Maryville Daily Times: Sen. Alexander calls TVA privatization 'loony'

Posted on May 3, 2018

Maryville Daily Times: Sen. Alexander calls TVA privatization 'loony' 

By Rachel Totten 

May 3, 2018

U.S. Sen. Lamar Alexander said Wednesday that privatizing the Tennessee Valley Authority is a “loony idea” that “makes no sense.”

During an editorial board meeting with The Daily Times, the Tennessee Republican and Maryville native said he’s told President Donald Trump the same thing and has urged members of TVA area congressional delegations to let the Office of Budget and Management know of the idea’s folly.

“Some gremlin in the Office of Management and Budget pops up in every administration with this idea,” he said. “The last time President Obama proposed it ... just the publicity associated with it increased the cost to borrow money for TVA.”

That means higher rates for people in the Tennessee Valley, Alexander said.

“It has zero chance of passage,” he said, adding that the proposal to sell TVA transmission lines is like “selling the tires off the car and keeping the car.

“It makes no sense.”

Alexander reiterated his enthusiasm for the National Park Restoration Act. He is principal sponsor of the bipartisan bill that seeks to address the $11.6 billion National Park Service maintenance backlog, including the $215 million worth of backlogged projects in Great Smoky Mountains National Park.

The legislation would mandate a portion of revenues from energy exploration on federal lands to rebuild roads, buildings, campgrounds, trails and water systems in America’s national parks.

“I think it has a good chance of success, and if it does, it will be the most significant piece of legislation to help restore and rebuild the national park system in decades,” he said.

In Blount County, for example, the senator said the bill would take $2 million and allow the Look Rock campground and picnic area to be reopened for the first time since 2013.

“For Blount Countians, that’s a really handy, beautiful place to go,” he said.

And with the opening of Foothills Parkway’s “missing link” in November, he said local spots like Look Rock will gain even more popularity.

“It’s going to be maybe the most spectacular drive in any national park in the United States,” he said of the parkway. “It’s going to be a signature, signature photograph. ... This is a view of the Great Smoky Mountains that even those of us who live here have never seen before.”

Health care

Alexander blamed partisan politics on the failure of a health care deal he attempted to strike with Sen. Patty Murray, a Democrat from Washington state.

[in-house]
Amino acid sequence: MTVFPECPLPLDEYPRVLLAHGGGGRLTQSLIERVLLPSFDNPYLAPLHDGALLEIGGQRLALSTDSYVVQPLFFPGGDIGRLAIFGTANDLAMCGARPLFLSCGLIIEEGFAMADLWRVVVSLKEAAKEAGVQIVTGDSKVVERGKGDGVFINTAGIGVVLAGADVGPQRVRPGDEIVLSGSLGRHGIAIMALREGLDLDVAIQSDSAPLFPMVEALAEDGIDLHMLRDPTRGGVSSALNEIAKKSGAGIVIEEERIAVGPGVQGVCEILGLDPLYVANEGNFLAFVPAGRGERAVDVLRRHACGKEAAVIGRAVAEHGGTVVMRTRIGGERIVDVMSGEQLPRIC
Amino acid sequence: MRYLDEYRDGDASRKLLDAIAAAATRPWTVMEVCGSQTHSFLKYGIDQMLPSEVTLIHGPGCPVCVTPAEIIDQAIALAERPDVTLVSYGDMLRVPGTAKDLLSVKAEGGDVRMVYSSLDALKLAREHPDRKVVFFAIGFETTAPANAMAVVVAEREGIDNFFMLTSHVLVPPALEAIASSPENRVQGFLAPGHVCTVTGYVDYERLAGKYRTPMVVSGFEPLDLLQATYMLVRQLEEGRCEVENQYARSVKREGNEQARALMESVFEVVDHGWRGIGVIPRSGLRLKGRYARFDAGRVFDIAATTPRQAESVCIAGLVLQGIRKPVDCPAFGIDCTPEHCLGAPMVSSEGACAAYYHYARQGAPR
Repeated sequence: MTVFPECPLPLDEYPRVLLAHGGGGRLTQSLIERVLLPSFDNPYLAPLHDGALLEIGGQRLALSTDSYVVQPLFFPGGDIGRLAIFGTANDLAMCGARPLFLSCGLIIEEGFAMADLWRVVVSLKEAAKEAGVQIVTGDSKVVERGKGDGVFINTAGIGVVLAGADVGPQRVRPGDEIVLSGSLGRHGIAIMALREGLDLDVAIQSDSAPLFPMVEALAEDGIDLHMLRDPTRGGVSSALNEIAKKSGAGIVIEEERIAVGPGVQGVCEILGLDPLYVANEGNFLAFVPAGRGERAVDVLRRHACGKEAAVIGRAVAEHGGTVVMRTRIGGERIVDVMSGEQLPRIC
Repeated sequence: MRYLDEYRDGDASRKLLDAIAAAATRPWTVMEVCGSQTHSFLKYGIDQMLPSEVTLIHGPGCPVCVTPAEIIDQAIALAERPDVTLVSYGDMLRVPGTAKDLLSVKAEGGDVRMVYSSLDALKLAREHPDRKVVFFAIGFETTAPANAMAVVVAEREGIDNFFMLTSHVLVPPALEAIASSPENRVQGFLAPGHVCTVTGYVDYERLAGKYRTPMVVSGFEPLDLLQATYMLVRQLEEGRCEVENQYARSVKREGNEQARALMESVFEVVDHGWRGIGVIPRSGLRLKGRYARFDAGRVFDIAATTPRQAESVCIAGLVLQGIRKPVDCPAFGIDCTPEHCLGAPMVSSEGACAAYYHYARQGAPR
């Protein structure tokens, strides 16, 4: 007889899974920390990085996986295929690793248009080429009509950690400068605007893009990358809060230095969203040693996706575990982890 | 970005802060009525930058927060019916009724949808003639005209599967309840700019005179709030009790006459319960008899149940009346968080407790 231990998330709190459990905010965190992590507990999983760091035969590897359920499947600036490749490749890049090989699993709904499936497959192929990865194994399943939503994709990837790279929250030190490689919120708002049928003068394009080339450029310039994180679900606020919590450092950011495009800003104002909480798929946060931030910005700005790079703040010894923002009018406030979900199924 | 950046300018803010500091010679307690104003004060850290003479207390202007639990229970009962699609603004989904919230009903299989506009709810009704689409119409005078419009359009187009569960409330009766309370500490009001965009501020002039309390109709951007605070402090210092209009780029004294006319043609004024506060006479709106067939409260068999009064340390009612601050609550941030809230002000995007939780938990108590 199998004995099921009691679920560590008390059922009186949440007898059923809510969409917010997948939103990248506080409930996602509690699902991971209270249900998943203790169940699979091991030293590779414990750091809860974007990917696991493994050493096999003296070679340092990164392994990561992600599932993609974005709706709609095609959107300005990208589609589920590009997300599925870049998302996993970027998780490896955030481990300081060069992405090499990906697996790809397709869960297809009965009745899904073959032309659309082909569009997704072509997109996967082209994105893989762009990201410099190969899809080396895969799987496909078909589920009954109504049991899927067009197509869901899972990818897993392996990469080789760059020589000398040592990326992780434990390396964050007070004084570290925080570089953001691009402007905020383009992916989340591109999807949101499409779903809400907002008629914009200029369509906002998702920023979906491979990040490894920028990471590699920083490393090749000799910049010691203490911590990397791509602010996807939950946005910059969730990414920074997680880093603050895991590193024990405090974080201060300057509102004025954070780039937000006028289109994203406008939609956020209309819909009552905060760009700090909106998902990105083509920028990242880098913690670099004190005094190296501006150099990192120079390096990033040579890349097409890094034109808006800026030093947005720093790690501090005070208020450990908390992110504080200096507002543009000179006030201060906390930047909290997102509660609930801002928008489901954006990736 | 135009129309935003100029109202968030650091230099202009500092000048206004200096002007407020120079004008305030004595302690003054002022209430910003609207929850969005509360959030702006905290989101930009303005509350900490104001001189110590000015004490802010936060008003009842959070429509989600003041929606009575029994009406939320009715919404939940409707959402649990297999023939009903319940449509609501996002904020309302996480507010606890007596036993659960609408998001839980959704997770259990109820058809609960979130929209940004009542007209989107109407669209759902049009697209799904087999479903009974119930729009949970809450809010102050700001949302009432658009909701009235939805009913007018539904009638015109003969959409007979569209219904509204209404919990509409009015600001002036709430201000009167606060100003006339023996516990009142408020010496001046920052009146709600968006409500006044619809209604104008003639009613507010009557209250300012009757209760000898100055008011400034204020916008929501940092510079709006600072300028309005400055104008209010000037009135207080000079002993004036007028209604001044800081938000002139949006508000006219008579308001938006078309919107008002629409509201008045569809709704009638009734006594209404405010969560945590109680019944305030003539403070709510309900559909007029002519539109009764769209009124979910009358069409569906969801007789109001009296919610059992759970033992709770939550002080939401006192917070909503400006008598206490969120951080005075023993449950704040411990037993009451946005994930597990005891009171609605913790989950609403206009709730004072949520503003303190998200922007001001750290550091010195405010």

The deal would have extended subsidies for insurance companies to cover low-income patients for two more years.

“It was a temporary solution until we got our long-term solution to Obamacare, and at the last minute, the Democrats refused to vote for it because they did not want to apply the traditional, high-compromise language on abortion funding that they’ve voted every year for since 1976,” he said.

Although the two senators couldn’t pass through a compromise on health care, Alexander said he and Murray are currently working on a bill to address the opioid epidemic. The Senate Health Committee passed it unanimously last week.

“I’ve got high hopes for that,” Alexander said.

Trade and tariffs

Asked how low the president has to go before Republican officials begin to speak out, Alexander said, “The people chose President Trump.

“My responsibility, I think, is to work with him when I agree with him and oppose him when I don’t,” he said.

The senator noted that he has been working alongside Trump in regards to health insurance, the National Park System and the opioid crisis, but he disagrees with the new tariff policy.

“I think his trade and tariff policy is bad for Tennessee, and I’ve told him that directly two or three times in meetings,” he said. “Obviously, I’ve had no impact, but I’m going to continue to speak out because when you raise the price of aluminum and steel, you throw a lot of Tennesseans out of jobs.”

Alexander also said he would look into the Canadian newsprint tariff that threatens newspapers large and small across the country.

“They’re our allies,” he said of Canada. “The better they do, the better we do.”